To have enough money to give away, most trusts and foundations need to make investments. Until recently, though, their investment policies have not been subjected to the kind of scrutiny applied to other financial institutions, such as banks or pension funds.
"Grants may be made to support services or advocacy, for communities that are also being harmed by the behaviour of companies in which some of the foundation's resources are invested," says charity consultant David Carrington.
But this is starting to change, and not just in terms of 'negative screening' - avoiding companies that conflict with the foundation's aims. There has also been an increase in investment in organisations that further those aims. Those investments also have to make financial sense, and that is where foundations have often come up against the conventional way of thinking that claims it simply cannot be done. However, New York's FB Heron Foundation has been demonstrating for 11 years that it can be done successfully. The board decided "that the foundation should be more than a private investment company that uses its excess cash flow for charitable purposes". It then started to change its investment policy and activities accordingly.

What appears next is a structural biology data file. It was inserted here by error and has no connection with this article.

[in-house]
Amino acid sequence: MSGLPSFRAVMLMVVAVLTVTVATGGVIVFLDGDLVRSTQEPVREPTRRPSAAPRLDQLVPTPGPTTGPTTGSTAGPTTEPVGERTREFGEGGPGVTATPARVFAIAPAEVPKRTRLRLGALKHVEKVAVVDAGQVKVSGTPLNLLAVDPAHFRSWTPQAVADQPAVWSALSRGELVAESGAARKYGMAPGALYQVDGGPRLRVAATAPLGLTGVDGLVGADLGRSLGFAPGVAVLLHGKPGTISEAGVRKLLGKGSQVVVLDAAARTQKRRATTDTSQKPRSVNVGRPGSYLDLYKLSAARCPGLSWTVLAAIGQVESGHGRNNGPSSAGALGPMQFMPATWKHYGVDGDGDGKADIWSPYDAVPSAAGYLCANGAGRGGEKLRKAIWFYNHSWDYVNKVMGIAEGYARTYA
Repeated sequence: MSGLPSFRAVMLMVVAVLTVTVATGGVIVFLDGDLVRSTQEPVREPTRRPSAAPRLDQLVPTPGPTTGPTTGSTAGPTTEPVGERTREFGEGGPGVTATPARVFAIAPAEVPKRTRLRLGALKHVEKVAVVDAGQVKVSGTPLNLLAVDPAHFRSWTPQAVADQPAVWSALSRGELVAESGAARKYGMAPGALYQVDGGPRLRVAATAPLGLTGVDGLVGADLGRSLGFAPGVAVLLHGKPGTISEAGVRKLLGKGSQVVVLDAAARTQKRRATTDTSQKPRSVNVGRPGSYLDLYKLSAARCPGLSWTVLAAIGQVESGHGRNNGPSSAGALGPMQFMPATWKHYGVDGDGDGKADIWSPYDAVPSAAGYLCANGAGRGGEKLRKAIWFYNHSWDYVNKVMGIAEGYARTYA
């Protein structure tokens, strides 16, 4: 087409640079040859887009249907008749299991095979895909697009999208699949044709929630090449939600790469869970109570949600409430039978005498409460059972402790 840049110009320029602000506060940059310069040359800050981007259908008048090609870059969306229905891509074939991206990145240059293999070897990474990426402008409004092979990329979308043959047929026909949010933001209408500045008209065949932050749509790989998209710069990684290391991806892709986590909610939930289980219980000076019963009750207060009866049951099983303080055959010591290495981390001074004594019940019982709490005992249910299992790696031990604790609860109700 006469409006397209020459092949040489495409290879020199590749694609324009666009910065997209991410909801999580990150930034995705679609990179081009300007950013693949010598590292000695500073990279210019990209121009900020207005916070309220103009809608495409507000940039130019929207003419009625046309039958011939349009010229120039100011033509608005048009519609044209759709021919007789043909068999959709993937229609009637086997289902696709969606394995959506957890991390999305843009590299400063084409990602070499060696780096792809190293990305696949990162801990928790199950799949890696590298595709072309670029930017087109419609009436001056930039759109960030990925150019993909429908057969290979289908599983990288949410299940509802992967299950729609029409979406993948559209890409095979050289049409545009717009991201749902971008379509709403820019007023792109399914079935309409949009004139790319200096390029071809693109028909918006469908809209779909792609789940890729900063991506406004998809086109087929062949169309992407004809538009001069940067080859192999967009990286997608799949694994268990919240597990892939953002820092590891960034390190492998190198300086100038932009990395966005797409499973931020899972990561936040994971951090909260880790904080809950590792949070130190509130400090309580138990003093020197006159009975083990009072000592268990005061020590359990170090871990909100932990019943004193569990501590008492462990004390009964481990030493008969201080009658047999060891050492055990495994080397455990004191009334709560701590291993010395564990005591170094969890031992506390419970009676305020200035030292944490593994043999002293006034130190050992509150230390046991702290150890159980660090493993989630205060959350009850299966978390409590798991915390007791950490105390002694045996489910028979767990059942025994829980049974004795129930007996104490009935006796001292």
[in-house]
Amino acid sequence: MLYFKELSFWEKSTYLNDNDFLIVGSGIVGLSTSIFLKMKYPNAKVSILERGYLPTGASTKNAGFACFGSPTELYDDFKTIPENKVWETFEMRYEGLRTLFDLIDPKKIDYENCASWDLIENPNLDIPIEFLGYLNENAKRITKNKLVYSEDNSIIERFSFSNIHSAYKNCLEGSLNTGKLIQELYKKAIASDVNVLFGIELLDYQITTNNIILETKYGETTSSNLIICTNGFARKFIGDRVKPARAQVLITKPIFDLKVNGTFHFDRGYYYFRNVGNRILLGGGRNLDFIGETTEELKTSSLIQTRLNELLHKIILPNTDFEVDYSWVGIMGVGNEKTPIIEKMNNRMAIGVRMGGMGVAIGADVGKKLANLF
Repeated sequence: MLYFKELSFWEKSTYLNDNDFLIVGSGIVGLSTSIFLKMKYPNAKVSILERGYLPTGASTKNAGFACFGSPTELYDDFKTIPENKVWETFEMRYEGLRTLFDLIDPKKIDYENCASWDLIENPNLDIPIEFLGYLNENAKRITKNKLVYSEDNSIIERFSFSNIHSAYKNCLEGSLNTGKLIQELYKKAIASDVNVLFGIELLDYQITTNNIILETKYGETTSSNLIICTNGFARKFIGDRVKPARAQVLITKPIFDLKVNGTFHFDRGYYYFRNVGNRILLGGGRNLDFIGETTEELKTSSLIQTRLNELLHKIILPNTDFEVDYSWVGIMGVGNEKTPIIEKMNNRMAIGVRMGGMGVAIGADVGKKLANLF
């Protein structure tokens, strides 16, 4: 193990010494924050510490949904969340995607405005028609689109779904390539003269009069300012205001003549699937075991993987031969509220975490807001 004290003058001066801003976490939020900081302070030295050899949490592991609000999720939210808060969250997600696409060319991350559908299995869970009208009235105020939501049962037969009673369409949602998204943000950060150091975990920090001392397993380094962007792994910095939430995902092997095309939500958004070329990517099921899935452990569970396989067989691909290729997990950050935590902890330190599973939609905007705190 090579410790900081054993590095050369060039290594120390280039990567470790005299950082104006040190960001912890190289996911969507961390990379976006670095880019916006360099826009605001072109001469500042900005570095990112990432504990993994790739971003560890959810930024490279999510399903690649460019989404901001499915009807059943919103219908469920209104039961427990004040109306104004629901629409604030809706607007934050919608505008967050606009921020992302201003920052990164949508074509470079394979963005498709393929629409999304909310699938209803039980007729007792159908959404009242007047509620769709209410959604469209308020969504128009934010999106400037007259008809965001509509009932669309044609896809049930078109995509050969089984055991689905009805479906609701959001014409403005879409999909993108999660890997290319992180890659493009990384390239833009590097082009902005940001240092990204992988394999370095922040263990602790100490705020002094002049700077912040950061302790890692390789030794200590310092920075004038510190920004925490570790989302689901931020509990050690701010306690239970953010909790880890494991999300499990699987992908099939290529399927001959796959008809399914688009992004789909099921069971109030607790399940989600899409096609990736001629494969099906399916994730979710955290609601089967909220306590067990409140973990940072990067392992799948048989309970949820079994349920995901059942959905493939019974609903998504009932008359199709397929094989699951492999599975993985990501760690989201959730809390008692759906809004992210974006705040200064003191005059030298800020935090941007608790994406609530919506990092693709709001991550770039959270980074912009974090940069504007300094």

It has seen success since its first investment in New Jersey Community Capital, and the portfolio includes deposits in new rural credit unions, loans to small business funds that invest in low-income communities and investments in community development venture capital funds. And it is bringing in the returns.
"Aggressive, mission-related investing policies have not hindered our ability to achieve total investment returns in the second quartile for the past several years," says William Dietel, chair of the foundation.
Carrington is one of a growing number in the UK grant-making field who want to encourage this trend in the UK.
Sam Collin, of the Eiris/UKSIF charity project, which works to increase the number of charities investing in line with their missions, says: "We would like to see more foundations achieve consistency between their programme work and investments. Foundations in the UK are in a powerful position and could be achieving much more with their assets."